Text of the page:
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December 29, 2014

colosseumThe SEC’s decision to bring more enforcement cases as administrative proceedings has raised the hackles of many industry participants. Some have likened the SEC administrative tribunal to England’s Star Chamber, used in the 16th century to suppress political and religious dissent. Others have called it a “rocket docket” that places respondents at a disadvantage. Not only is there the perceived bias that captive administrative judges will favor SEC enforcement attorneys, there’s the logistical difficulties posed by discovery restrictions and tighter discovery deadlines.

A number of administrative respondents have challenged the SEC’s authority to bring cases in its “home court.” Most notable was Rajat Gupta’s 2011 federal lawsuit challenging the constitutionality of the administrative insider trading case the SEC brought against him. Judge Jed S. Rakoff of the U.S. District Court for the Southern District of New York denied the SEC’s motion to dismiss the suit. In finding that Gupta stated an equal protection claim, the Court noted that the SEC’s administrative complaint against Gupta was largely similar, both in the facts alleged and the remedies sought, to its allegations against 28 other defendants in related insider trading cases filed in a federal district court.

Because the SEC and Gupta settled that aspect of their dispute by dismissing their respective suits, Judge Rakoff never had the opportunity to make a substantive ruling on whether a SEC administrative proceeding can violate a respondent’s right to equal protection. See In the Matter of Rajat K. Gupta, SEC Release No. 33-9249. But Judge Rakoff’s Southern District brethren, Judge Lewis A. Kaplan, has gotten a little closer. Wing F. Chau and his firm, Harding Advisory LLC, sought to enjoin an administrative proceeding in which the Enforcement Division alleged that Chau, who managed a collateralized debt obligation (“CDO”) through Harding, made material misrepresentations in the sale of the CDO.

Chau and Harding argued that the decision to sue them administratively and not in a court established under Article III of the U.S. Constitution violated their right to due process and equal protection. After Judge Kaplan denied a motion for a temporary restraining order, the administrative action proceeded and the parties are currently awaiting the administrative law judge’s decision.

It is in this context that Judge Kaplan addressed plaintiffs’ motion for a preliminary injunction and the SEC’s motion to dismiss the lawsuit for lack of subject matter jurisdiction.  Writing that its “jurisdiction is not an escape hatch for litigants to delay or derail an administrative action when statutory channels of review are entirely adequate,” the Court denied the preliminary injunction motion and dismissed the case.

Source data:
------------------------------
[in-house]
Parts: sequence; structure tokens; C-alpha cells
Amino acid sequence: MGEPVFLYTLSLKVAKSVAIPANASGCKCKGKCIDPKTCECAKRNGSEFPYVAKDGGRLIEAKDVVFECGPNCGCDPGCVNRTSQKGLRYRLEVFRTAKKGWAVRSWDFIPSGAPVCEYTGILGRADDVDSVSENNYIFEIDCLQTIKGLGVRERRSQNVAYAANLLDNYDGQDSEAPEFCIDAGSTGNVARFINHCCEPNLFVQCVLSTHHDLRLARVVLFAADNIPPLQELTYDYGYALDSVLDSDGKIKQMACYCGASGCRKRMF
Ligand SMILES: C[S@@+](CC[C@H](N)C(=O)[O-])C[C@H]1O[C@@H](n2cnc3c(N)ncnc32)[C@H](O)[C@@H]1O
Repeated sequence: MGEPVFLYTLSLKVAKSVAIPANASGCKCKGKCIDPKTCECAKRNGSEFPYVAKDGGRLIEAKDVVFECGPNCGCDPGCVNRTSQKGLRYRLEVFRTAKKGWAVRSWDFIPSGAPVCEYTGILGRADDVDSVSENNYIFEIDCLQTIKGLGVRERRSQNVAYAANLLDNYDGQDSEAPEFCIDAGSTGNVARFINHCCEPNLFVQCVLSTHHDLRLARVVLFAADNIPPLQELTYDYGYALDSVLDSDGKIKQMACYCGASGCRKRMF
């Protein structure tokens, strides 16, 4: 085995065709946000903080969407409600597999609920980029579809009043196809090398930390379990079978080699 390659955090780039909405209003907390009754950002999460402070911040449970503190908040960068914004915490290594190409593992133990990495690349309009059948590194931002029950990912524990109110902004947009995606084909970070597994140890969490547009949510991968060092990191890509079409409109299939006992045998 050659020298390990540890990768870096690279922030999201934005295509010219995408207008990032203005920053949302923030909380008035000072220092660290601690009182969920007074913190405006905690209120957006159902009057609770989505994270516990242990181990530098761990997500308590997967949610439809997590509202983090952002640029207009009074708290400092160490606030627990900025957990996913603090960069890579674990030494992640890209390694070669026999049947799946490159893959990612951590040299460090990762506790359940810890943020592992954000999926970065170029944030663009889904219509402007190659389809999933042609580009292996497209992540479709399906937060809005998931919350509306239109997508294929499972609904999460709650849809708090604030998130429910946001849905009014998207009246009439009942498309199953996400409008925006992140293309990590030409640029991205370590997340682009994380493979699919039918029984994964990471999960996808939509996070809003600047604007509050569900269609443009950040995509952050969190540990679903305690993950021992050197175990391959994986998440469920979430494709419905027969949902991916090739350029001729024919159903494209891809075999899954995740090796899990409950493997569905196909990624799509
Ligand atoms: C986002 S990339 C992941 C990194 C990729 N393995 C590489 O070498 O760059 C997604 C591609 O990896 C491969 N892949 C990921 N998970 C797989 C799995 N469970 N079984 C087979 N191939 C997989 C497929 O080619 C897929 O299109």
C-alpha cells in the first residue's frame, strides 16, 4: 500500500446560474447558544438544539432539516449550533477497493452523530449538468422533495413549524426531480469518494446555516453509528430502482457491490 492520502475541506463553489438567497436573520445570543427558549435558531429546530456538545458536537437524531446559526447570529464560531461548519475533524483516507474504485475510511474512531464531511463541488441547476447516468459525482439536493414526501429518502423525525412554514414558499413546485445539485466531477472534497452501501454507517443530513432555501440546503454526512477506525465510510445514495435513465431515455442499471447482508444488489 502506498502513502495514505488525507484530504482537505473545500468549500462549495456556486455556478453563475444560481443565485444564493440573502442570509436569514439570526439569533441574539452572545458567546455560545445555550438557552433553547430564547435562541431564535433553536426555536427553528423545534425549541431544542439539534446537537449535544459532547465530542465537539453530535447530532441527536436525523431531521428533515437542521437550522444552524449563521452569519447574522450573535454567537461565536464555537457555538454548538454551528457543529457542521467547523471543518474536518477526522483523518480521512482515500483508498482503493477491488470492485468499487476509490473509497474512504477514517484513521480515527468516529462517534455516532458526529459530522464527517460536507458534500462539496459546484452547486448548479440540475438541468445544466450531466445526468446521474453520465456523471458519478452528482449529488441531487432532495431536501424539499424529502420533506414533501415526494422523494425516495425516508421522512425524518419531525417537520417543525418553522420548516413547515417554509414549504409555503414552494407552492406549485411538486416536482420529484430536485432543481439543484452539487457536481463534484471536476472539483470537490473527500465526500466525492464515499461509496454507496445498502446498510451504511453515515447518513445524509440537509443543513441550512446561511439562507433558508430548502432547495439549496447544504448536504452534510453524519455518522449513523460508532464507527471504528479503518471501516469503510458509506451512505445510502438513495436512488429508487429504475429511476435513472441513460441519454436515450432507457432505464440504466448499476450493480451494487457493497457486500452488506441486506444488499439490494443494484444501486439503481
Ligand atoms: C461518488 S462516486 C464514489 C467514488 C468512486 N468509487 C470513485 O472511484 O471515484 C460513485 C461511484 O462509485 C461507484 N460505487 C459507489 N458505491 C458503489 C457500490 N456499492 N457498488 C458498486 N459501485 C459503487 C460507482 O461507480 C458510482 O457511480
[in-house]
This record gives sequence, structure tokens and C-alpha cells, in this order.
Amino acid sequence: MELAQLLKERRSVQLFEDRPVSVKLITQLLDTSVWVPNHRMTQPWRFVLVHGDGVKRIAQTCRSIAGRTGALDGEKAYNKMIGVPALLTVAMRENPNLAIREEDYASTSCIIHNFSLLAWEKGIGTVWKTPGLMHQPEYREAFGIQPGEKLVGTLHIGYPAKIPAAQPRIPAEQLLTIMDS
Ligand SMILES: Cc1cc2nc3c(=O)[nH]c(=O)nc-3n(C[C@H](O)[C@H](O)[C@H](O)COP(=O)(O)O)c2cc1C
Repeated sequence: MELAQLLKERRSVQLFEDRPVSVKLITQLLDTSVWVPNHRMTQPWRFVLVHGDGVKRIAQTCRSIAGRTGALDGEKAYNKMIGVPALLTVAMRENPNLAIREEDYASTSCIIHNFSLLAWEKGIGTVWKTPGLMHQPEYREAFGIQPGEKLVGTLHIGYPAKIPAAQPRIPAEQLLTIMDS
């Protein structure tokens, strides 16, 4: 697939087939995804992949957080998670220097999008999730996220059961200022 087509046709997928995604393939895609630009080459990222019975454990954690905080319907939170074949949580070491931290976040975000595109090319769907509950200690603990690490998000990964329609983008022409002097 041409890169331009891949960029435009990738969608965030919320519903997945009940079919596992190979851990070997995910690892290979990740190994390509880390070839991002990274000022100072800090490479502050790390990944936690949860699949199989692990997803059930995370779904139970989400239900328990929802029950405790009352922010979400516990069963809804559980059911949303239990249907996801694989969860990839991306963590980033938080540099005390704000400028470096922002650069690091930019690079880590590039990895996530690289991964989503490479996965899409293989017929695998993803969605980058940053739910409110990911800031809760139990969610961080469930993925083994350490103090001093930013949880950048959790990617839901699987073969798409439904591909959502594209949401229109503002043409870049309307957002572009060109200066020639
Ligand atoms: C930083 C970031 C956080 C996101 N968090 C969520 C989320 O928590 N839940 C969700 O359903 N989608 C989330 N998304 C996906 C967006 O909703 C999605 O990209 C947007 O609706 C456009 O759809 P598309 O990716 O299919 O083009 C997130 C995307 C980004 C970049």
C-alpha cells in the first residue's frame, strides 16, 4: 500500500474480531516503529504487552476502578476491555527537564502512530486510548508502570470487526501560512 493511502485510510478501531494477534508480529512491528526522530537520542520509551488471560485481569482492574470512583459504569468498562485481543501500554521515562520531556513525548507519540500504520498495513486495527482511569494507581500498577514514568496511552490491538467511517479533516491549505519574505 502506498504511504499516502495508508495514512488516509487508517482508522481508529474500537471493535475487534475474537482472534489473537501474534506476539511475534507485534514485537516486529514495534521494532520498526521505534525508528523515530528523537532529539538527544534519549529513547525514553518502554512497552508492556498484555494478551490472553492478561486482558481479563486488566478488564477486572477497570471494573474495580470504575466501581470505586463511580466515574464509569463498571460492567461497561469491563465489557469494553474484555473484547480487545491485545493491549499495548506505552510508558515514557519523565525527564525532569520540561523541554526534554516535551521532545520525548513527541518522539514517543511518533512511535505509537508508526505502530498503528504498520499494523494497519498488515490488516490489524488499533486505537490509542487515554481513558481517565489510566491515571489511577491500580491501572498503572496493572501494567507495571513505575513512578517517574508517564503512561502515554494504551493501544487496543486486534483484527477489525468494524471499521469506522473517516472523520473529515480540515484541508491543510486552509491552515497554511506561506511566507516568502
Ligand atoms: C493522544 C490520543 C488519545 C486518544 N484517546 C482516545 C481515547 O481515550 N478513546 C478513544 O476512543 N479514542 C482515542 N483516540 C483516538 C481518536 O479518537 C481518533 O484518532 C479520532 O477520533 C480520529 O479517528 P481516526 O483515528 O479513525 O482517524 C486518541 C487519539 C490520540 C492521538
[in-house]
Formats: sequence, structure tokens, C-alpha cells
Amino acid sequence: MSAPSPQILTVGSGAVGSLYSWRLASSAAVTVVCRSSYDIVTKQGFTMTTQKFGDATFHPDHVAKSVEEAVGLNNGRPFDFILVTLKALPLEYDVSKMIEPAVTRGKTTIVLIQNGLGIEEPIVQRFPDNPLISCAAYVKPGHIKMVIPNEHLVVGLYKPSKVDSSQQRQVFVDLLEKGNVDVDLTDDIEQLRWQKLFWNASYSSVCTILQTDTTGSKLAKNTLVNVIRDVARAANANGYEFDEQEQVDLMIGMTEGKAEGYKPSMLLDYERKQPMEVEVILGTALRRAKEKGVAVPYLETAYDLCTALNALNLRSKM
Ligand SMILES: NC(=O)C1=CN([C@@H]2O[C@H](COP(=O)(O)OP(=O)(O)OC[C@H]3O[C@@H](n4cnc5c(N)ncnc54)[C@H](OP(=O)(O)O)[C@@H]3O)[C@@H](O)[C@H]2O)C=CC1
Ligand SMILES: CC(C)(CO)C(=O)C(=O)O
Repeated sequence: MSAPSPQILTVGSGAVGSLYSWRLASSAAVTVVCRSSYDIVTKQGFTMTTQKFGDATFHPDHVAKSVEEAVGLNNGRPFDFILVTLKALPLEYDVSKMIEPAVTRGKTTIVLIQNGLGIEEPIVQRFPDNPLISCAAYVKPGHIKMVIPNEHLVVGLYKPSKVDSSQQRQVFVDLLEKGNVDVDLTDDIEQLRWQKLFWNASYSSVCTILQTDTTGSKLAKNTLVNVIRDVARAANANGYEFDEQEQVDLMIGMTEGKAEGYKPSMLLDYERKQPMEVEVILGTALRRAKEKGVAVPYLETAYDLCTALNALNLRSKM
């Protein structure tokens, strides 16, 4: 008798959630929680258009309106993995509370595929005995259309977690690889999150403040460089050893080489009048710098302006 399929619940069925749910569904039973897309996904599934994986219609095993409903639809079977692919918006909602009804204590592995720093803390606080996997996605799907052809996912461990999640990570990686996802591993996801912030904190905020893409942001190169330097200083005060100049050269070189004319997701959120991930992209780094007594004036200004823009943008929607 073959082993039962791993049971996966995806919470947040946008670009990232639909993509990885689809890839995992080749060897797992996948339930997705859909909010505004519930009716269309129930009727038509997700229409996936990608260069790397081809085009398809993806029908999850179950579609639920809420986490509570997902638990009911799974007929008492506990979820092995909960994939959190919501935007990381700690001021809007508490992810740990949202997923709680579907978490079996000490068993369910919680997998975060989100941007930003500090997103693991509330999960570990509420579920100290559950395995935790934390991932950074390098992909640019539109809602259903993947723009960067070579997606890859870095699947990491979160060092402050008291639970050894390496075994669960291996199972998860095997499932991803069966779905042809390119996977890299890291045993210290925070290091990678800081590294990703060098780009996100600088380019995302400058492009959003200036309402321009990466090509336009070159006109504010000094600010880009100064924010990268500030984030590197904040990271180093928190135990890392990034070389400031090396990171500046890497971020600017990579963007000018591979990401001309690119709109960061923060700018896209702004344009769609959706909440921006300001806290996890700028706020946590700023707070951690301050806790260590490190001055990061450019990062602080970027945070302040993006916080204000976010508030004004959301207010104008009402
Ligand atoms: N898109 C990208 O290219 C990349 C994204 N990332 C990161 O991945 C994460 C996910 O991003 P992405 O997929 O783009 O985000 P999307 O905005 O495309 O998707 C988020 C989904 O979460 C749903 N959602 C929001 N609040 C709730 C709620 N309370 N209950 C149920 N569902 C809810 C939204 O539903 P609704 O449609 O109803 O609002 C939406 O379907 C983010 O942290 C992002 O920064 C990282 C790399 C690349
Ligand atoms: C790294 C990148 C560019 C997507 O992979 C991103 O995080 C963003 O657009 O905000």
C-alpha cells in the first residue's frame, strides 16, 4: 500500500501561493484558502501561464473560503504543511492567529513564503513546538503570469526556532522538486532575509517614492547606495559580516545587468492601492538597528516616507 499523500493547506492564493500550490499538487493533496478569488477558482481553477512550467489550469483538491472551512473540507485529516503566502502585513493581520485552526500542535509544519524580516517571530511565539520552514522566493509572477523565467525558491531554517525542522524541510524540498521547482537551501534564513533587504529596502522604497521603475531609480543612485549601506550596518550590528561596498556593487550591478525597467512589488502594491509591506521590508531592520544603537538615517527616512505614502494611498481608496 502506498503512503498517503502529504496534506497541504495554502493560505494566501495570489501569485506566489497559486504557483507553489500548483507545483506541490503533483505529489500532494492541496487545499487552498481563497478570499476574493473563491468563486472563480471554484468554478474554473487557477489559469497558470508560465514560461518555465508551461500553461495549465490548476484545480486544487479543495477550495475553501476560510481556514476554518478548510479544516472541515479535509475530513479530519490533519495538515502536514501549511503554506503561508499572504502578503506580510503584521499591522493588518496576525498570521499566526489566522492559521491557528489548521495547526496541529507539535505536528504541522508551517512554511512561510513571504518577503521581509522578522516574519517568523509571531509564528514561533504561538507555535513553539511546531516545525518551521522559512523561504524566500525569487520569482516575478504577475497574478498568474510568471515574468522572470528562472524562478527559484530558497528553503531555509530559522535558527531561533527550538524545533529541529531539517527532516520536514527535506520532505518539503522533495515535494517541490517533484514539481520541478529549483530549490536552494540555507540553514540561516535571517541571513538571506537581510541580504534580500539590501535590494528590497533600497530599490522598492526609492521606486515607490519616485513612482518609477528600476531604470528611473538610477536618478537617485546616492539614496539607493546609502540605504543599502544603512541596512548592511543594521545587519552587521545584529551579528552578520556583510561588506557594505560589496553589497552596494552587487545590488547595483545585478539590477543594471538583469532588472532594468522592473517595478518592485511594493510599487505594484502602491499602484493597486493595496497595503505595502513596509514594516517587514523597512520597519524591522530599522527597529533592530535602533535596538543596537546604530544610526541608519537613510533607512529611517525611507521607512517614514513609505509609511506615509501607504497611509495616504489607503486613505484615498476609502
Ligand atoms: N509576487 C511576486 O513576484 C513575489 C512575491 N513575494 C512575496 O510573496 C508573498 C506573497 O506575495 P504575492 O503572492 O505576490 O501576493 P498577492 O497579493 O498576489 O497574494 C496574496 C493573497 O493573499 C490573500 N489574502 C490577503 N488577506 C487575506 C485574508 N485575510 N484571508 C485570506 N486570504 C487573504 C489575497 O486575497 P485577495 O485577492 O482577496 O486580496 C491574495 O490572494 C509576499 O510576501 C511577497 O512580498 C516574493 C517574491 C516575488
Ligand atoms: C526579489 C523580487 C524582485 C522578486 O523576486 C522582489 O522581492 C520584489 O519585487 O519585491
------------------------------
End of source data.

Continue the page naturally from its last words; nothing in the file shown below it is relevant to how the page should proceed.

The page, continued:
The Court acknowledged the questions raised over the SEC’s use of administrative rather than Article III courts. But, it notes, those are policy matters for the legislative and executive branches to consider. Emphasizing the fact-specific nature of these cases, the Court concluded it lacks subject matter jurisdiction here because if plaintiffs lose before the Commission, they will have a full opportunity to present their arguments before a U.S. Court of Appeals.

And that is precisely the position in which two former senior executives at State Street Global Advisors find themselves.

In 2010, the Enforcement Division instituted administrative proceedings against John P. Flannery and James D. Hopkins for allegedly misleading investors in State Street’s Limited Duration Bond Fund about the extent of subprime mortgage-backed securities the fund held. See the SEC Press Release. But Chief SEC Administrative Law Judge Brenda Murphy didn’t agree, finding that neither Flannery nor Hopkins was responsible for, or had ultimate authority over, the allegedly false and materially misleading documents at issue. Moreover, those documents did not contain materially false or misleading statements or material omissions. In the Matter of John P. Flannery, Initial Decision Release No. 438.

The Enforcement Division appealed and over three years later, the Commission voted 3-2 to reverse the ALJ. SEC Chair Mary Jo White, joined by Commissioner Luis A. Aguilar and Kara M. Stein, found that Hopkins knowingly and Flannery negligently made material misstatements. The Commission suspended each for one year and ordered Hopkins to pay a $65,000 penalty and Flannery to pay a $6,500 penalty. In the Matter of John P. Flannery, SEC Release No. 33-9689.

According to Reuters, Flannery and Hopkins will appeal the Commission’s decision to the U.S. Appellate Courts. A case that was initiated in September 2010 over conduct that occurred in 2007 is slated to continue well into 2015 and most likely into 2016.

So after five years of active litigation Flannery and Hopkins will get their day in an Article III court. But whether that judicial proceeding will clarify the constitutionality of SEC administrative proceedings remains to be seen.

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